Central Arkansas venues have a full week of commemorative events planned
The River City usage scolds have been asquawk lately about crimes against the mother tongue in the local media.
They've even cited ol' moi for a couple of violations — me, a grammar-school salutatorian! — and herewith I rise on a point of personal privilege to demur. To argue that you just can't go with Miss Thistlebottom every time and still be true to your Arkansas roots.
I've got a list of for-instances here to bolster my case, or buttress it, or some damned thing, and if you've got a minute you're welcome to look it over, unless you've got more important things to do, like keeping track of trips to the bathroom by your 2,000 closest Facebook friends, and what they accomplished in there, or failed to. So many essential tasks here in Century 21.
What I'm saying, grammatical propriety is often mainly a matter of where you are. Or, as you'll see below, where you're at. Thus —
We don't have welts in Arkansas, we have whelps. Whelps can either be the little critters like the Duggars have about 40 of, or the hard places you get after a good whupping with a peach-tree switch.
In Arkansas, we don't have people who are idiosyncratic; we have people who are peculiar. Or tetched.
We serve our holiday birds with dressing, not stuffing.
We don't worry in Arkansas about a thunderstorm approaching; we worry about a cloud coming up.
We don't surmise, we reckon.
We don't have relatives; we have kinfolks. Most of us have an immediate family but we don't call it that; many of us call it "Momma 'n' 'em."
We don't look wan; we looked peaked. Pronounced pee-kid. Similar to nekkid. As a jaybird. (See below.)
We don't have bluejays. (See above.)
We don't have opossums. And we usually de-rac our coons. Otherwise we'd have raccoondogs, which would be disconcerting.
Cattle here do not low.
We don't have slacks; we have britches.
We don't ask telephone callers where they are; we ask them where they're at.
In Arkansas, we call our white bread light bread. And whole milk sweet milk.
We don't have sofas; we have couches. Pap called the only one he ever owned a divanette, a diminutive of the old-fashioned divan, I suppose, and it didn't sound like an affectation coming from him. Sounded sorta odd, though.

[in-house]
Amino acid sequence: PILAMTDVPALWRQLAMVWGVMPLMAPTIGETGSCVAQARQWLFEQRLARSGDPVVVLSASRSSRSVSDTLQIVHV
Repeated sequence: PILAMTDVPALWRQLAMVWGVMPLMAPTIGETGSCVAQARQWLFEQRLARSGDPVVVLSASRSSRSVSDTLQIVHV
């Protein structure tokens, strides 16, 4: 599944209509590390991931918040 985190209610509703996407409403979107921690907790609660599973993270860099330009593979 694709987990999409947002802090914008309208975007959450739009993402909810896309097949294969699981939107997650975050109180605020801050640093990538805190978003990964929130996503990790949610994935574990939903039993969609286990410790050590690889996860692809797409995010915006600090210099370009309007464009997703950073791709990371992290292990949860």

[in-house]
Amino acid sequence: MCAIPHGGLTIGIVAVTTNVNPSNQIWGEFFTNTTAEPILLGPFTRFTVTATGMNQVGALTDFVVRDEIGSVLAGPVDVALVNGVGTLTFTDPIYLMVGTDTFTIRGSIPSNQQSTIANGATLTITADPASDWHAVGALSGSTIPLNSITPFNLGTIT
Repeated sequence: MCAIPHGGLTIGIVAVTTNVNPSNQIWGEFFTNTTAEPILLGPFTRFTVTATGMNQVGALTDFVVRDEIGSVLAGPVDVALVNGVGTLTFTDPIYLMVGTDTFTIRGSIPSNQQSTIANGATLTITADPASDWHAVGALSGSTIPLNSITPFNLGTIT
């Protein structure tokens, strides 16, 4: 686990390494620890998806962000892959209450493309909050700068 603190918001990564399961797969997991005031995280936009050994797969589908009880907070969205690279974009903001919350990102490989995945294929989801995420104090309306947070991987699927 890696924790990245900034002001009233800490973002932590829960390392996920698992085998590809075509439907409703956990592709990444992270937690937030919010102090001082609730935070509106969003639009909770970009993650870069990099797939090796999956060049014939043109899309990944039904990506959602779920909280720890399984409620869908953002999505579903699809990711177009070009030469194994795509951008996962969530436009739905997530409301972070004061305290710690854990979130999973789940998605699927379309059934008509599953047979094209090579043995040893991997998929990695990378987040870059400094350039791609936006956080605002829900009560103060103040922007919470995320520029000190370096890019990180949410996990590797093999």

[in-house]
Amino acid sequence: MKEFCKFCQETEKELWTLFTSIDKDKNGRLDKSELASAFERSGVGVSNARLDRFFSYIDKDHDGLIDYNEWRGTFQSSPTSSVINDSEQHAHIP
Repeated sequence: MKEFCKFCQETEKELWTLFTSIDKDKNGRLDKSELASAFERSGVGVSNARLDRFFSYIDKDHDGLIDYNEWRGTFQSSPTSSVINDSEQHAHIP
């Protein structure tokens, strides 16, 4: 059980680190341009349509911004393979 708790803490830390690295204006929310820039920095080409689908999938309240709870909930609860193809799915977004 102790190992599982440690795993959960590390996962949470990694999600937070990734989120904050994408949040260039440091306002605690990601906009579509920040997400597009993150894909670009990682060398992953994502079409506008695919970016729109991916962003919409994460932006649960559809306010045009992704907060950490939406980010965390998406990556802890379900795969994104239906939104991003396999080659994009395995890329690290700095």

We have a lot of something in Arkansas that we call chicken fertilizer that people in other places usually call a synonym for cowardly.
You don't stub your toe in Arkansas, you stump your toe.
We don't have gazebos in Arkansas; we have sheds. We don't have wetlands; we have bottoms.
We don't get boils in Arkansas; we get risons.
When it's lying in Arkansas, but it's not very serious, and it doesn't hurt anybody, we call it storying. Mommas often accuse their young'uns of storying.
A right smart of something is neither right nor smart.
We don't have pecan pie; we have Karo nut.
We aren't stubborn in Arkansas — but we can be contrary.
We don't eat many of what are elsewhere called delicacies; we do often use them for fishbait, though.
People elsewhere have wakes; we have visitation.
We don't have dentures in Arkansas; we have false teeth.
A winch in Arkansas is not a woman; it's something you get your vehicle unstuck with.
We have more yards than lawns.
Vehicles instead of automobiles. Buzzards instead of vultures. Pastures instead of meadows. We don't crouch near as much as we hunker.
You don't get honoraria in Arkansas, but you might get a love offering if you tell 'em what they want to hear.
We have both woodpeckers and peckerwoods, but only one of them is a bird.
We don't have yens, we have hankerings.
We don't have breakfast, lunch and dinner; we have breakfast, dinner, and supper — and while we don't have tea-time, a lot of our eating places have the Early Bird.
We don't have crayfish; we call them something else. Go into an Arkansas restaurant and order crayfish and two things will be assumed about you. (1)You're gay. (2) You're not from around here.
We have a place at an undetermined distance where a lot of things are located at. It's called yonder. Another place often mentioned but apparently unmapped is tarnation. Somebody named Sam Hill or Sam Hell lives there.
We don't admit to something; we own up to it.
Little people aren't called shrimps as much as they're called warts. People who worry a lot are worry-warts. And a person who pesters you is often said to be warting you, whether or not the pest is a little wart or a worry-wart or has warts.
Bob Lancaster, one of the Arkansas Times longest and most valued contributors, retired from writing his column last week. We’ll miss his his contributions mightily. Look out, in the weeks to come, for a look back at some of his greatest hits. In the meantime, here's a good place to start.
And loyal, to a fault.
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